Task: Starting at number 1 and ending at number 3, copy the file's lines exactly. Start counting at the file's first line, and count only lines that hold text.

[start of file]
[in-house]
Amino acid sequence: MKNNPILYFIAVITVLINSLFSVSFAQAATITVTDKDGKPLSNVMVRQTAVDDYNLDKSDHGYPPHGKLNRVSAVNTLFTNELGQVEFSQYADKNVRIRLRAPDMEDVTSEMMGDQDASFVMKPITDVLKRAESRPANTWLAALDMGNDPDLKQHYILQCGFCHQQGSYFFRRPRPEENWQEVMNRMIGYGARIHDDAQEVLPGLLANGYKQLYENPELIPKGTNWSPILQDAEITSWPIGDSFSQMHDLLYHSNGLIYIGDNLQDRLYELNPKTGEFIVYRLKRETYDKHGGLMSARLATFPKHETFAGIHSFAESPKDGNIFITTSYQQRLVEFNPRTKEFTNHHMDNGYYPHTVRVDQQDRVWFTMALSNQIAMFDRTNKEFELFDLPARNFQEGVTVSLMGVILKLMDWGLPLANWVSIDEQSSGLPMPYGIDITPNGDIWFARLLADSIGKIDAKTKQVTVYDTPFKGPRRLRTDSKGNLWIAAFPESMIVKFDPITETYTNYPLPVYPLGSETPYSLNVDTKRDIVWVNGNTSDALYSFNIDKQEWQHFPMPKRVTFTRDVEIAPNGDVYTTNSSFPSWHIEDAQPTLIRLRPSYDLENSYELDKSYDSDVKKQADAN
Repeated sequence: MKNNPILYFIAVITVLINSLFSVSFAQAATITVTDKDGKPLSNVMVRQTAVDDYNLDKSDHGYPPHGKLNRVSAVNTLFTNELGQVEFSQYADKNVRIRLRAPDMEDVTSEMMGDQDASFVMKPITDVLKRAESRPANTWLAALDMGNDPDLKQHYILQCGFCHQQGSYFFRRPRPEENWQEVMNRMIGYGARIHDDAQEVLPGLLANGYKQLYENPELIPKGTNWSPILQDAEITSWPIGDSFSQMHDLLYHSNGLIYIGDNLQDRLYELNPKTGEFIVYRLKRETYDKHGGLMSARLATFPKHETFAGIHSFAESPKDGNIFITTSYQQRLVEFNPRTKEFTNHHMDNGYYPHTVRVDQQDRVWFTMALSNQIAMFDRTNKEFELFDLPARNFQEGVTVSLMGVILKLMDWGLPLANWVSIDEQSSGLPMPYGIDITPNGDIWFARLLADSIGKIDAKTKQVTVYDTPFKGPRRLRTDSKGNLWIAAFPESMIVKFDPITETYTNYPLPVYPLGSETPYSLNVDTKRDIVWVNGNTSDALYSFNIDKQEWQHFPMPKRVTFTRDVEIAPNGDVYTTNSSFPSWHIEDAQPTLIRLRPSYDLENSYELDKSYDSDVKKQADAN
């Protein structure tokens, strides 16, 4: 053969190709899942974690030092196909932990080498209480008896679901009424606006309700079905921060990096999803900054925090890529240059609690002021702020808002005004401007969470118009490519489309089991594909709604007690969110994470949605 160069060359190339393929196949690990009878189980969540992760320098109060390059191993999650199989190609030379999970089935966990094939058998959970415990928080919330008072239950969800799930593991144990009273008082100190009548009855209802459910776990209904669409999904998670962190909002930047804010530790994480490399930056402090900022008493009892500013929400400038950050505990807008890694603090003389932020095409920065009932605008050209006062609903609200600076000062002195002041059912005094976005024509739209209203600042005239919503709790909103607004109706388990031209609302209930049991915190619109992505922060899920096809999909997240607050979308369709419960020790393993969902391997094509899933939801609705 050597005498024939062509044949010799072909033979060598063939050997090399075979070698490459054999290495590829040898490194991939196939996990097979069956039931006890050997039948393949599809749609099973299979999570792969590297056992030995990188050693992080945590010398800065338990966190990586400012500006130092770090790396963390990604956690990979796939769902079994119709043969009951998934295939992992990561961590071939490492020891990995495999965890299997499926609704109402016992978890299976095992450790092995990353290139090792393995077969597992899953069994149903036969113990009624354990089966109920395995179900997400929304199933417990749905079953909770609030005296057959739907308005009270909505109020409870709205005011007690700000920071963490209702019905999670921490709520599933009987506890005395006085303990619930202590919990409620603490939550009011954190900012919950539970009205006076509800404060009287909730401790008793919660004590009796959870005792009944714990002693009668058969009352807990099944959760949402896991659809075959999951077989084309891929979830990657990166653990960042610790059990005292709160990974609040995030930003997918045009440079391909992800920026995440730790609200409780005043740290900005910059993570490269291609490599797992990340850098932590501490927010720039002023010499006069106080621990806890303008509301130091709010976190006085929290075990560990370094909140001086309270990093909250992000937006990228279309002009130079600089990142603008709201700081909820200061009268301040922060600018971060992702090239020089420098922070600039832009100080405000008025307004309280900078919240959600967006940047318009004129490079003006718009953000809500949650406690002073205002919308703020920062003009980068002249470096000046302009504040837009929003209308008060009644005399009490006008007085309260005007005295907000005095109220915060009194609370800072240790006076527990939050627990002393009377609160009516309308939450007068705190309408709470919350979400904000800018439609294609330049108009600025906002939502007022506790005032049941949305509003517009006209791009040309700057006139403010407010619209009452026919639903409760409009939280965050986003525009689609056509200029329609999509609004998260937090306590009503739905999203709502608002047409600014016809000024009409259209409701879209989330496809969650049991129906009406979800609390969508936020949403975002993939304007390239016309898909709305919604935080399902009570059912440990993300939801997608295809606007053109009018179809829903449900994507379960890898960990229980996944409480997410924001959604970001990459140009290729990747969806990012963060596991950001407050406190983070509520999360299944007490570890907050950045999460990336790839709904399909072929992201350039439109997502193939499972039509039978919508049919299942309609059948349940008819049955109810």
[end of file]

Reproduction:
[in-house]
Amino acid sequence: MKNNPILYFIAVITVLINSLFSVSFAQAATITVTDKDGKPLSNVMVRQTAVDDYNLDKSDHGYPPHGKLNRVSAVNTLFTNELGQVEFSQYADKNVRIRLRAPDMEDVTSEMMGDQDASFVMKPITDVLKRAESRPANTWLAALDMGNDPDLKQHYILQCGFCHQQGSYFFRRPRPEENWQEVMNRMIGYGARIHDDAQEVLPGLLANGYKQLYENPELIPKGTNWSPILQDAEITSWPIGDSFSQMHDLLYHSNGLIYIGDNLQDRLYELNPKTGEFIVYRLKRETYDKHGGLMSARLATFPKHETFAGIHSFAESPKDGNIFITTSYQQRLVEFNPRTKEFTNHHMDNGYYPHTVRVDQQDRVWFTMALSNQIAMFDRTNKEFELFDLPARNFQEGVTVSLMGVILKLMDWGLPLANWVSIDEQSSGLPMPYGIDITPNGDIWFARLLADSIGKIDAKTKQVTVYDTPFKGPRRLRTDSKGNLWIAAFPESMIVKFDPITETYTNYPLPVYPLGSETPYSLNVDTKRDIVWVNGNTSDALYSFNIDKQEWQHFPMPKRVTFTRDVEIAPNGDVYTTNSSFPSWHIEDAQPTLIRLRPSYDLENSYELDKSYDSDVKKQADAN
Repeated sequence: MKNNPILYFIAVITVLINSLFSVSFAQAATITVTDKDGKPLSNVMVRQTAVDDYNLDKSDHGYPPHGKLNRVSAVNTLFTNELGQVEFSQYADKNVRIRLRAPDMEDVTSEMMGDQDASFVMKPITDVLKRAESRPANTWLAALDMGNDPDLKQHYILQCGFCHQQGSYFFRRPRPEENWQEVMNRMIGYGARIHDDAQEVLPGLLANGYKQLYENPELIPKGTNWSPILQDAEITSWPIGDSFSQMHDLLYHSNGLIYIGDNLQDRLYELNPKTGEFIVYRLKRETYDKHGGLMSARLATFPKHETFAGIHSFAESPKDGNIFITTSYQQRLVEFNPRTKEFTNHHMDNGYYPHTVRVDQQDRVWFTMALSNQIAMFDRTNKEFELFDLPARNFQEGVTVSLMGVILKLMDWGLPLANWVSIDEQSSGLPMPYGIDITPNGDIWFARLLADSIGKIDAKTKQVTVYDTPFKGPRRLRTDSKGNLWIAAFPESMIVKFDPITETYTNYPLPVYPLGSETPYSLNVDTKRDIVWVNGNTSDALYSFNIDKQEWQHFPMPKRVTFTRDVEIAPNGDVYTTNSSFPSWHIEDAQPTLIRLRPSYDLENSYELDKSYDSDVKKQADAN